Dementia Success Stories:
“How we made a difference for self and those around us AFTER diagnosis”
A dementia brain-storming project by participants of PWD Perspective newsletter
Compiled and edited by Truthful L. Kindness (yes it is legal name)
- Sincerely Cecil
- Previous/current occupation(s?): …Military Police Law Enforcement Supervisor USAF Ret. Special Education Teacher/ High School and Night Hospice Nurse 17 years each
- Nation, & state if desired: …Washington State USA
- Age at tentative diagnosis: …57
- Year of diagnosis: …2012
- How long for definitive diagnosis: …4years
- Type of dementia: …. Posterior Cortical Atrophy
- Since diagnosis, what one or more action, success, or accomplishment do you take pride in? Adjusting to Impred vision, Re-teaching personal skills to include personal care, household tasks, quilting, crochet and calligraphy.
- What do you wish your primary Physician knew about dementia? … about you? …” I have dementia but dementia doesn’t have me. ” Quote from my friend Jan W. who is also a PCA sufferer. I have found that I can still do things, but I have to do them differently and finding new ways can take a while!
- What do you wish your specialist Physician knew about dementia? … about you? … I have my reasoning, I have my judgment it’s just up, down, right left, inside, outside and hot and cold that are all messed up.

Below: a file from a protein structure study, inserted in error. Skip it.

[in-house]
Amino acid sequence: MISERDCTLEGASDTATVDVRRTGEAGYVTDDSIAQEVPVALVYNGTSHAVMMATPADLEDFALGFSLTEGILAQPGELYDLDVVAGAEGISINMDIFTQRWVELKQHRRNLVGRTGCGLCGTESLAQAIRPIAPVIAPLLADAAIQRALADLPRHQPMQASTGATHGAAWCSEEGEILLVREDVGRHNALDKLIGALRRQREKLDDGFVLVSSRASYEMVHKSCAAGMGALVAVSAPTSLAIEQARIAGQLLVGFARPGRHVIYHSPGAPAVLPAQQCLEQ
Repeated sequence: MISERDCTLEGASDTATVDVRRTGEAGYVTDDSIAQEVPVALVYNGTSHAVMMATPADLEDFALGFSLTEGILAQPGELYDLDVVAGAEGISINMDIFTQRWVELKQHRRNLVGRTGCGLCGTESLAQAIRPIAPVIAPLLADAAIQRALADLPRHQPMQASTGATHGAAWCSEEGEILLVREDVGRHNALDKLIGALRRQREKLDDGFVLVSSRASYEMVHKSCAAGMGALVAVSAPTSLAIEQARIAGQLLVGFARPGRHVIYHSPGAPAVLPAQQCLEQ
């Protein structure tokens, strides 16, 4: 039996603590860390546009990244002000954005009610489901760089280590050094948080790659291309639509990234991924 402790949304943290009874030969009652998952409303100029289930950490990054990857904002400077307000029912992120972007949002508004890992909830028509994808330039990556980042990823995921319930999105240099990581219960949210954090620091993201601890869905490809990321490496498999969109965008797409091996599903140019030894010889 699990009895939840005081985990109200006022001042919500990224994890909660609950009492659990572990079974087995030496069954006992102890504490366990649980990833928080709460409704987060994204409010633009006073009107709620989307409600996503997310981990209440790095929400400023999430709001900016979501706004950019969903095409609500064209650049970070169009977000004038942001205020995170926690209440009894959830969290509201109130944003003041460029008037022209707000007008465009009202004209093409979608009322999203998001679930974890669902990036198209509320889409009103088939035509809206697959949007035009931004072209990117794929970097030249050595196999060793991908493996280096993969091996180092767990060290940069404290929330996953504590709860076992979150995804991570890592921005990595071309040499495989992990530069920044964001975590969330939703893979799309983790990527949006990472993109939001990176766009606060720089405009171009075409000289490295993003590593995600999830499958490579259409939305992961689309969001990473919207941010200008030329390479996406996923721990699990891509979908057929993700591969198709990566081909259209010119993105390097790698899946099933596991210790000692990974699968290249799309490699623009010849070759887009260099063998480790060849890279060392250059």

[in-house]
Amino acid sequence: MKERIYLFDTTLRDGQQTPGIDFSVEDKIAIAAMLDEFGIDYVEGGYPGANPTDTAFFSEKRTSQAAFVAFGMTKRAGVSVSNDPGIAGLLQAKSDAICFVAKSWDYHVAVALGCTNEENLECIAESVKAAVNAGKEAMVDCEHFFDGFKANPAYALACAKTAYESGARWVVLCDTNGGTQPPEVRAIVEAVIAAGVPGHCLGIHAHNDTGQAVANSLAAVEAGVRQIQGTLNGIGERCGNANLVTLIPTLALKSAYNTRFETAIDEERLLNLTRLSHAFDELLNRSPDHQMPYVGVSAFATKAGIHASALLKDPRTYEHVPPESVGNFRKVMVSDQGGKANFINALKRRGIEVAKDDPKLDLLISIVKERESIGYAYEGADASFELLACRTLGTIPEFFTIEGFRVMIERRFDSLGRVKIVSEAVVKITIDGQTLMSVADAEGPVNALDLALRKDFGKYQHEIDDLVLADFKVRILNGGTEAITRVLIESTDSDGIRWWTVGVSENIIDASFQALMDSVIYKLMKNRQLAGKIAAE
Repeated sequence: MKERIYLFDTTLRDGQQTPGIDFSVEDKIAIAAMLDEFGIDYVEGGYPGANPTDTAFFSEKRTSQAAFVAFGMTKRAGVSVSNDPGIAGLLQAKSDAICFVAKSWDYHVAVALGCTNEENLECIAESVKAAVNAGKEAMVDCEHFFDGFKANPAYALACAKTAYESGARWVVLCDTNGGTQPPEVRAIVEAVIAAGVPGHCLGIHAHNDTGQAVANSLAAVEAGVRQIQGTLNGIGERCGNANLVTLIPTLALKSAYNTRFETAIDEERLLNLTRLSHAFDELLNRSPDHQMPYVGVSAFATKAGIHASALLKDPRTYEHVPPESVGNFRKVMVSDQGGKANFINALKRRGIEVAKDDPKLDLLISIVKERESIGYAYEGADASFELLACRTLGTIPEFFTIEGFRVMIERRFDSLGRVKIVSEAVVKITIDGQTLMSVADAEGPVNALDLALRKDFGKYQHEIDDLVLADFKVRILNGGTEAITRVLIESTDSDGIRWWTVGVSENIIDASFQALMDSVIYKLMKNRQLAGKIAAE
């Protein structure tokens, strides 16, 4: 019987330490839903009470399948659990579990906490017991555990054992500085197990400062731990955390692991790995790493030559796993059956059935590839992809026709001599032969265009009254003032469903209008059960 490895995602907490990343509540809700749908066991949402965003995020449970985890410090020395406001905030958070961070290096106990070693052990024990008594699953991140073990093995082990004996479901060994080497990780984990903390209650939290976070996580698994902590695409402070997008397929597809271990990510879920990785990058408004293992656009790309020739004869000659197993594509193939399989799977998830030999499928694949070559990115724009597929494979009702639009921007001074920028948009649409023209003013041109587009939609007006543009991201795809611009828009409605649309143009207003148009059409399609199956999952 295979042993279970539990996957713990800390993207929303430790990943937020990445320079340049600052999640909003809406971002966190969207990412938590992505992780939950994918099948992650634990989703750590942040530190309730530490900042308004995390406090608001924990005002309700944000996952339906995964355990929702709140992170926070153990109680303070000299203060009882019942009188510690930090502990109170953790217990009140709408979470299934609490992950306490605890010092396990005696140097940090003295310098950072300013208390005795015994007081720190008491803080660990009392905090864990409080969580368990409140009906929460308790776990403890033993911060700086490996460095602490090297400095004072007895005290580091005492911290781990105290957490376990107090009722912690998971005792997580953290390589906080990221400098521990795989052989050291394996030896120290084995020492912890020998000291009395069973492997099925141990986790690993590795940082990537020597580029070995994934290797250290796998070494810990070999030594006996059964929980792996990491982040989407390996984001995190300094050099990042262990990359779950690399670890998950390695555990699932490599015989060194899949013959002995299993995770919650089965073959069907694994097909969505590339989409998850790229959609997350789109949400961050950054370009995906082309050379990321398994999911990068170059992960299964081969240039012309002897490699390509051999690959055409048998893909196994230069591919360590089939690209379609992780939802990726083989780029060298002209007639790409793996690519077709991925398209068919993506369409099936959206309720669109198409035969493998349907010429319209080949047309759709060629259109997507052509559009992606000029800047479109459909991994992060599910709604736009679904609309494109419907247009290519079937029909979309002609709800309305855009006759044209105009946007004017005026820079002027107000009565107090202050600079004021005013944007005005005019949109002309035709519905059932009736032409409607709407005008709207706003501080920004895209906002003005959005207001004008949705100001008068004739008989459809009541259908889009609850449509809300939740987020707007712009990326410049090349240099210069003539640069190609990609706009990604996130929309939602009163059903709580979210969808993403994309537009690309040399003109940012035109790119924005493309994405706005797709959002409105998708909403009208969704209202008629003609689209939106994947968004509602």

- What do you wish your family knew about dementia? … about you?… I’m still me, and I remember everything – even though I lose my speech, my vision and my ability follow quantities and numbers or do things safely, it doesn’t mean I’m not here anymore. The thing is they don’t know how much time I’ve got left but their best guess is about a few more years. I’d just as soon not waste them.
- Date (2015 March 8)
Cecil: “We all have become medicine for each other …
I … like to help people grasping at straws
’cause I got a wide collection of the best ones that work really good”
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Thank you, I feel that an active sense of community serves this group the best. We all have become medicine for each other. We provide a living sense of progress and excitement for the future. Our future. One that is different than the rest. We don’t have to fear it, but we do have to negotiate it. Gail Shehey’s famous “Passages” was followed-up with “Pathfinders” the Title evaded me as I read it. I “get it”, now. Doctors can only treat the physical so far then something else has to take over. It can be this, that or the other thing. I think we are providing that other thing Sincerely Cecil
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Wonderful comments, Cecil. Thank you for adding them! ❤ — Tru
What I do, every day, in order to keep my objectivity, take care of myself and help others through this nightmare of a disease is:
1) I wake up early, take my pills, feed the livestock, plug in and drink coffee
2) Routines keep me on track and functional